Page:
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acquire the habit the larger these organs are, and the less controlled by others. If these organs are small, or if the higher organs decidedly predominate, the boy will be naturally indisposed to quarrelling, and will acquire the habit of it with great difficulty, wherever he may be placed. He may repel unjust aggressions made upon him, but he will not be the promoter of mischief, nor leader in the broils of his companions.
Exercise causes the organs to act with greater facility, and it is in this way that the real effects of habit on the mind, which are important, may be accounted for; but still the organ must possess considerable natural power and activity, to render it susceptible of the exercise by which habit is formed. The practice of debate by advocates at the bar, gives them great facility in delivering extempore harangues, compared with that enjoyed by persons whose avocations never lead them to make speeches ; and this facility may be said to be acquired by the habit of speaking; but it will always bear a proportion to the original endowment of the faculties, and we shall find, that, while habit gives to one individual great fluency and copiousness of diction, it often leaves another in much poverty and embarrassment of utterance. The powers of both will be greatly superior to what they would have been without the practice of speaking; but disparity in eloquence will continue to characterize them, owing to differences in their original constitution.
The metaphysicians, as we have seen, attribute many important mental phenomena to the effects of habit, and yet they altogether neglect the influence of organization on the mind: According to our views, it is the organ which acquires activity and superior facility in performing its functions, by being properly exercised, just as the fingers of the musician acquire rapidity and facility of motion by the practice of playing; and hence the effects of habit in giving readiness and ease are accounted for, in a manner that is at least intelligible and supported by analogy. The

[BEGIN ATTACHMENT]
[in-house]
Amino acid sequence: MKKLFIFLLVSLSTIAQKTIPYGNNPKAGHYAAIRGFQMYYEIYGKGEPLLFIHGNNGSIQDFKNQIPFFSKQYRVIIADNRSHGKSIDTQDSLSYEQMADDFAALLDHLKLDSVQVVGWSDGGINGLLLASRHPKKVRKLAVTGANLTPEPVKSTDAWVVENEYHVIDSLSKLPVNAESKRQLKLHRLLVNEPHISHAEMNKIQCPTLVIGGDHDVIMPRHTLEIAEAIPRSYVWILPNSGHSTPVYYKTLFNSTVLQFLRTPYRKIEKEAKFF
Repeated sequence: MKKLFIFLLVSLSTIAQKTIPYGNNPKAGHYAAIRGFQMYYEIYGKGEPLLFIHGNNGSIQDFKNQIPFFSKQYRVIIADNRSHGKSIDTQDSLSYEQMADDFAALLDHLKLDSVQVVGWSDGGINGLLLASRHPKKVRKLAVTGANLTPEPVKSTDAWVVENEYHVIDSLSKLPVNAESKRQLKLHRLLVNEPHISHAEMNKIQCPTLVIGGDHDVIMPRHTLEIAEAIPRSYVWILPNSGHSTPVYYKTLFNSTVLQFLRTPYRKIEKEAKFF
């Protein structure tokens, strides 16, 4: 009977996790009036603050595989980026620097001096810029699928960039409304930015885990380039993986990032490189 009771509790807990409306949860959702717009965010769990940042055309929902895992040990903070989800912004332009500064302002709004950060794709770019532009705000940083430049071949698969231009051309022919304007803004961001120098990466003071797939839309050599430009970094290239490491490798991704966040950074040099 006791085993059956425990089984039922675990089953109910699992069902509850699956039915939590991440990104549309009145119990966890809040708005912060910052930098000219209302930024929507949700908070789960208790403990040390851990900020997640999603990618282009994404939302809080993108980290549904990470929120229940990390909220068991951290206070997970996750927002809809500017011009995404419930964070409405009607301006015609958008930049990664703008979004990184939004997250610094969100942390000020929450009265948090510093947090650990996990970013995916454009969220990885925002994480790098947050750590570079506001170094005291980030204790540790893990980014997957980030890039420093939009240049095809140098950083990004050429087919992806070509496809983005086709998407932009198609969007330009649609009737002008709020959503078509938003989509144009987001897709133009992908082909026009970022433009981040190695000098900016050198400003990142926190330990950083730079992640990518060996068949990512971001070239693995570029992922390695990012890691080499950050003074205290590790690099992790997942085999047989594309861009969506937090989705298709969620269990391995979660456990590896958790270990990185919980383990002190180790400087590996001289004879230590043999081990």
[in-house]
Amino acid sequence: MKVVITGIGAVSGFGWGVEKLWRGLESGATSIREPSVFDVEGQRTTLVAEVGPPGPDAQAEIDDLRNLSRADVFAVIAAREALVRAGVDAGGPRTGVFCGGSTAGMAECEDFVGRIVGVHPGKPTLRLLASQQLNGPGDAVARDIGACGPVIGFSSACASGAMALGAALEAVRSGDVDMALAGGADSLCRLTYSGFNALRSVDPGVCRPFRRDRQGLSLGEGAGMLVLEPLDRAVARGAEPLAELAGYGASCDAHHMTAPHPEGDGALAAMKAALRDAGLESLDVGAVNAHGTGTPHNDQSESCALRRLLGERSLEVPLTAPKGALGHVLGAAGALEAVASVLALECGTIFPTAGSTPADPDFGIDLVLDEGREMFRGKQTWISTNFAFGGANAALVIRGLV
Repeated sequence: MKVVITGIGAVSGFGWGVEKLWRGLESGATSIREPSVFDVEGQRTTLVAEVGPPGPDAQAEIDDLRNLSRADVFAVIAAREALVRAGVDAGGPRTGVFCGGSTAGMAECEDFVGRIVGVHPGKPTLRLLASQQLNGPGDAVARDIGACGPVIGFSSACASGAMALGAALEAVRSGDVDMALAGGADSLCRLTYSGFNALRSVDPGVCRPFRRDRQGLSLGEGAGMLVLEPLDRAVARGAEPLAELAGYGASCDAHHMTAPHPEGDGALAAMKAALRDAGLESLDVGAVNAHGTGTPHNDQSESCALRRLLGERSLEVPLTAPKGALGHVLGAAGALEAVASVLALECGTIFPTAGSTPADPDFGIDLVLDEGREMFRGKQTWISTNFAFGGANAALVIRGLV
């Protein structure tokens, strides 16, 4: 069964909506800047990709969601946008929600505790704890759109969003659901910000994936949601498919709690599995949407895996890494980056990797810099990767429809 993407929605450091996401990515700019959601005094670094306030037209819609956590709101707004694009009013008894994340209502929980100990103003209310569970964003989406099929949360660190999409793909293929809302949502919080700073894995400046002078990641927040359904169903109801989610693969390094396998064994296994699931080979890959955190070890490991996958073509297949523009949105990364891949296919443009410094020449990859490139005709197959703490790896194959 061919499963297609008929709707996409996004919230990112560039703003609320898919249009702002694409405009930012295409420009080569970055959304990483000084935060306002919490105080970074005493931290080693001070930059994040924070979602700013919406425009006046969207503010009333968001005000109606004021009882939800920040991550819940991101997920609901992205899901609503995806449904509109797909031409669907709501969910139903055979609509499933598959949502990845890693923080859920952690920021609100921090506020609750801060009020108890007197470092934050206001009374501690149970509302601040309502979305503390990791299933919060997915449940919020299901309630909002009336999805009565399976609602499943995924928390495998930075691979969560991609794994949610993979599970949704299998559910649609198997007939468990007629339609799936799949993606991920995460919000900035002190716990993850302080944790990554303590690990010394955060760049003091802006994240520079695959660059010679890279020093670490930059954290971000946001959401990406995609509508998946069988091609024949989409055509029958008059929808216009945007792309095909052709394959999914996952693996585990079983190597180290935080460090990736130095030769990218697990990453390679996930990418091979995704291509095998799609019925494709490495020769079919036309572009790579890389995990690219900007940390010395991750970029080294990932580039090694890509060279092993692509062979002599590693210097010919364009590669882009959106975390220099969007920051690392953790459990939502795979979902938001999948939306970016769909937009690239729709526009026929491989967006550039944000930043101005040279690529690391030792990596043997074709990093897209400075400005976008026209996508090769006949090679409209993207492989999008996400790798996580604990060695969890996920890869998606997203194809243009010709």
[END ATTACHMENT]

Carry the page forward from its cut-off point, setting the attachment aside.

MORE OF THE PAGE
metaphysicians, on the other hand, must imagine that it is the immaterial principle itself which improves by exercise, and gains strength by habit,-a notion which is altogether inconceivable, and in opposition to the attributes of a purely spiritual Being. The doctrine of a plurality of organs also, explains why, by practising music, we do not acquire the habit of speaking or writing with facility, or why, by studying mathematics, we do not acquire the habit of reasoning deeply in moral or political science. It teaches that the organ of Tune is distinct from that of Language; that the organs of Size, Order, Locality, Individuality, and Comparison, on which mathematical talent depends, are different from the organ of Causality, by which general reasoning is performed; and that it is quite possible to exercise one organ, and leave another in inactivity. Those physiologists, however, who hold the brain to be a single organ, and every part of it to be employed in every act of the mind, require to explain how it happens, that exercising it in one way does not improve it in all; or, in short, (to use an illustration applied by Dr Johnson to genius), to inform us why the man who can walk east is unable to walk west : If the organs by means of which he walks east be different from those by which he walks west, no difficulty will occur ; but if they be the same, the question certainly will require some portion of ingenuity on the part of the disciples of the old school for its satisfactory solution.